UNILAG Wades into LUC Controversy, Recommends Rental, not Capital-based Property Assessment


The Department of Estate Management in the Faculty of Environmental Sciences, University of Lagos has volunteered to assist the Lagos State Government to enthrone sustainable Land Use Charge Administration to resolve the current impasse. This is in line with what the Vice Chancellor of the University, Professor Oluwatoyin Ogundipe described as desirable engagement between Town and Gown. Bennett Oghifo reports

The implementation of the new Land Use Charge of the Lagos State Government has, no doubt, hit a major dilemma. Regardless, the impasse, according to the University of Lagos, could be resolved if the government accepted its rich research-based findings on property tax.

The University made its honourable intentions known at ‘A Round Table/Expert Panel Discussion on Property Tax Reform: Towards Sustainable Land Use Charge Administration in Lagos State,’ organised by the Department of Estate Management,
Faculty of Environmental Sciences, University of Lagos, last week.

Setting a tone for discussions, the Vice Chancellor, Prof. Oluwatoyin Ogundipe said the expert panel set up by the Department was desirable because it was necessary to have quality engagement between Town and Gown to “make positive impact in the environment where we live.”

The VC, represented by the DVC, Management Services, Prof Emukufia Oghojafor, said it was very pleasing that the Department of Estate Management rose to the challenge posed by the controversial new Land Use Charge Law. He charged them to make the outcome of the roundtable available to the Lagos State government, Federal Ministry of Power, Works and Housing and to the University of Lagos.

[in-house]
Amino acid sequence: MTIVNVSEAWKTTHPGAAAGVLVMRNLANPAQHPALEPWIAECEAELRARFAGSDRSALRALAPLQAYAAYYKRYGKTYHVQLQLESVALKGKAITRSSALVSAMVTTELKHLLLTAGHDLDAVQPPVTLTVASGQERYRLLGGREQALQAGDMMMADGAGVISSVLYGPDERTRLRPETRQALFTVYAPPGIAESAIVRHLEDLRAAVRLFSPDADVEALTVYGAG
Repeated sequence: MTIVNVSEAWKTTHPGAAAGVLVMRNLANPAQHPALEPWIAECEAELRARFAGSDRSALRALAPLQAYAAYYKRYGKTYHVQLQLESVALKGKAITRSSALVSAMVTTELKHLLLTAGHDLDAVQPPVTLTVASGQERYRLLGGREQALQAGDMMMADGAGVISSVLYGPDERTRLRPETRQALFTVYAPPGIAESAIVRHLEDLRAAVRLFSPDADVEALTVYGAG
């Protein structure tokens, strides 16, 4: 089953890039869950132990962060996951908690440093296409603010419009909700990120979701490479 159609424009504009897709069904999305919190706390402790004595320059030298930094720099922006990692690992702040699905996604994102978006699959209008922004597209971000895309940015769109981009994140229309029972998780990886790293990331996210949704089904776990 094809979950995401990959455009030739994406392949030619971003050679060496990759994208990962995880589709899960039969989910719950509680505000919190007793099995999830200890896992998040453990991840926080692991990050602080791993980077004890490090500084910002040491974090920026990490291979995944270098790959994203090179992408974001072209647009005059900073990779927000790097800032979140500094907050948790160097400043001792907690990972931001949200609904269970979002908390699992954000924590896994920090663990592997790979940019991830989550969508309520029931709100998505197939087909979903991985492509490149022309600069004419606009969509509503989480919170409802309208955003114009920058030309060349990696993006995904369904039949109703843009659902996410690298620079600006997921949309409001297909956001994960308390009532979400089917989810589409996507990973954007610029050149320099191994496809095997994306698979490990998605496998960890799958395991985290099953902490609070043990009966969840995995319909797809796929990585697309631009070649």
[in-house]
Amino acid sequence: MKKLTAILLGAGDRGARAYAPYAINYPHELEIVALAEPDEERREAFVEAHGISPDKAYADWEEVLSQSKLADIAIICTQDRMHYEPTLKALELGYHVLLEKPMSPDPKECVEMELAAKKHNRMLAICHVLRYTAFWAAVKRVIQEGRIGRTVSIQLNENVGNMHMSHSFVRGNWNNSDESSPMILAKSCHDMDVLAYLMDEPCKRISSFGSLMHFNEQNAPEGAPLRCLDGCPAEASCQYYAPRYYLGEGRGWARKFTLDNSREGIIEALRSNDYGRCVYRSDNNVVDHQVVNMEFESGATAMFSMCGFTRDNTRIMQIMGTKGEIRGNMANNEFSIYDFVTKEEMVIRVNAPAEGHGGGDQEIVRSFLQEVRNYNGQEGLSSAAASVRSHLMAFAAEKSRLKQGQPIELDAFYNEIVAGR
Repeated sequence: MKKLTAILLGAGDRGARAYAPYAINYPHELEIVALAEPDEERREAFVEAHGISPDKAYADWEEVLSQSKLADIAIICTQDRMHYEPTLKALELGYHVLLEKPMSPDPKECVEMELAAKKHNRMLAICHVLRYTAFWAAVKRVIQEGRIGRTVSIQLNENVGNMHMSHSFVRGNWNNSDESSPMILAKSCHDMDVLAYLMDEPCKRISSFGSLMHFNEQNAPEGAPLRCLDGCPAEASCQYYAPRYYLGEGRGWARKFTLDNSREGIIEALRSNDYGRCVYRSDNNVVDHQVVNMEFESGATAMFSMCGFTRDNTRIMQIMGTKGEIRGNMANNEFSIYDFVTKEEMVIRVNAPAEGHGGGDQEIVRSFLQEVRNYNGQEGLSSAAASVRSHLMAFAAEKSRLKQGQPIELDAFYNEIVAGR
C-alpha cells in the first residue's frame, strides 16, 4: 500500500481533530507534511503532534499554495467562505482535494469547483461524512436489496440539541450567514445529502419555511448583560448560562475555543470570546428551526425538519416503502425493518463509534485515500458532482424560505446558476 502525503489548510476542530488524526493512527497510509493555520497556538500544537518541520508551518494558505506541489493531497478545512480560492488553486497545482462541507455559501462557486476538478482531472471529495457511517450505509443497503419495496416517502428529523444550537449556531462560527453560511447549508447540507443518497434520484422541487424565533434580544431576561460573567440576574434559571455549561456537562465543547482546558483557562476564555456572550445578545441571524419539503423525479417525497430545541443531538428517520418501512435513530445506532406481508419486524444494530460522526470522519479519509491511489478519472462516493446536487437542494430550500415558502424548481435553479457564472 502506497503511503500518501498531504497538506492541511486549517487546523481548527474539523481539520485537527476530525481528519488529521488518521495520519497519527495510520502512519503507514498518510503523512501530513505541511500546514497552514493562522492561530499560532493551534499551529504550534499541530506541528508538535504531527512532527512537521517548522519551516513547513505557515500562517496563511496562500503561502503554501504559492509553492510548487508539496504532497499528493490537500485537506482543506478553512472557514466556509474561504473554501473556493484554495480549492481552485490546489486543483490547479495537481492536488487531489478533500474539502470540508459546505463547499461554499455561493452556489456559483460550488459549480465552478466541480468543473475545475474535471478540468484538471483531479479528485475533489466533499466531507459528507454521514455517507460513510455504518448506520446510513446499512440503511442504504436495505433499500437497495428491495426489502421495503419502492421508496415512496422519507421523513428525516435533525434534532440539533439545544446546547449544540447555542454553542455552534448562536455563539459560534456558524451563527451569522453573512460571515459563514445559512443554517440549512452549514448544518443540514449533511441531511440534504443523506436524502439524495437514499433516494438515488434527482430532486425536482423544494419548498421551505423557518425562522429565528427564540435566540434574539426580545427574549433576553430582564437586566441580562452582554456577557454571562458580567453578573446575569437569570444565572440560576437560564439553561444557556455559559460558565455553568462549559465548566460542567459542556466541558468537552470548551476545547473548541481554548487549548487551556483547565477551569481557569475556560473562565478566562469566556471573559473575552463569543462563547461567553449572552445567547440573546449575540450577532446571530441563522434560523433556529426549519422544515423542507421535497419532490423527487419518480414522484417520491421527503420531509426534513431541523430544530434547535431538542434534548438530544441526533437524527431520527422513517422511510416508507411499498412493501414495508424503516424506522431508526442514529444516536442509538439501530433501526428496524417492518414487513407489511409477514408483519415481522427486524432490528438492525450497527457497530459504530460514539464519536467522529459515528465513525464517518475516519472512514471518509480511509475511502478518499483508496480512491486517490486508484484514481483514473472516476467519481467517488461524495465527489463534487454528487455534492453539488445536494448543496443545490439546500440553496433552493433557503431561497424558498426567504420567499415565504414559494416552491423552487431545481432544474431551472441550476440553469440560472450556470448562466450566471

In her presentation, the Head, Department of Estate Management, Prof. Modupe M. Omirin commended the state government for its desire to better the lot of residents, but observed that the reviewed Land Use Charge Law lacked key ingredients and thus counterproductive. The HOD, and other experts, who discussed the new law, also provided an alternative.

Prof. Modupe M. Omiri stated that the purposes of the Land Use Charge Law are quite laudable. But, “We are advocating a careful reconsideration of the key issues underlying the Law in order to ensure sustainable administration which, in addition to Adam Smith’s canons of taxation – certainty, equity, convenience and economy; will include acceptability; enforceability; affordability; legality or legitimacy; and transparency.

“A good property tax system and the Land Use charge for that matter must be seen to comply with the principles of good governance which also include inclusiveness, subsidiarity, accountability and efficiency. It is the seeming absence of evidence of some of these characteristics that has engendered so much of the negative reactions seen so far.”

She said there are some fine points in the new LUC Law, but that what is wrong with it is the “adoption of capital values as basis of assessment of all properties. Unlike annual rental values which are receivable by property owners and evidence of which is easier to obtain through market surveys and records of actual collection, Capital values are not realisable until a sale occurs. Their determination is not as clear and the fact that transactions that yield evidence of capital values are very infrequent and are subject to various influences make them suspect as a basis for an annual levy. Without gainsaying, the new tax regime may discourage real estate investments in an already depressed market plagued by a rising housing deficit.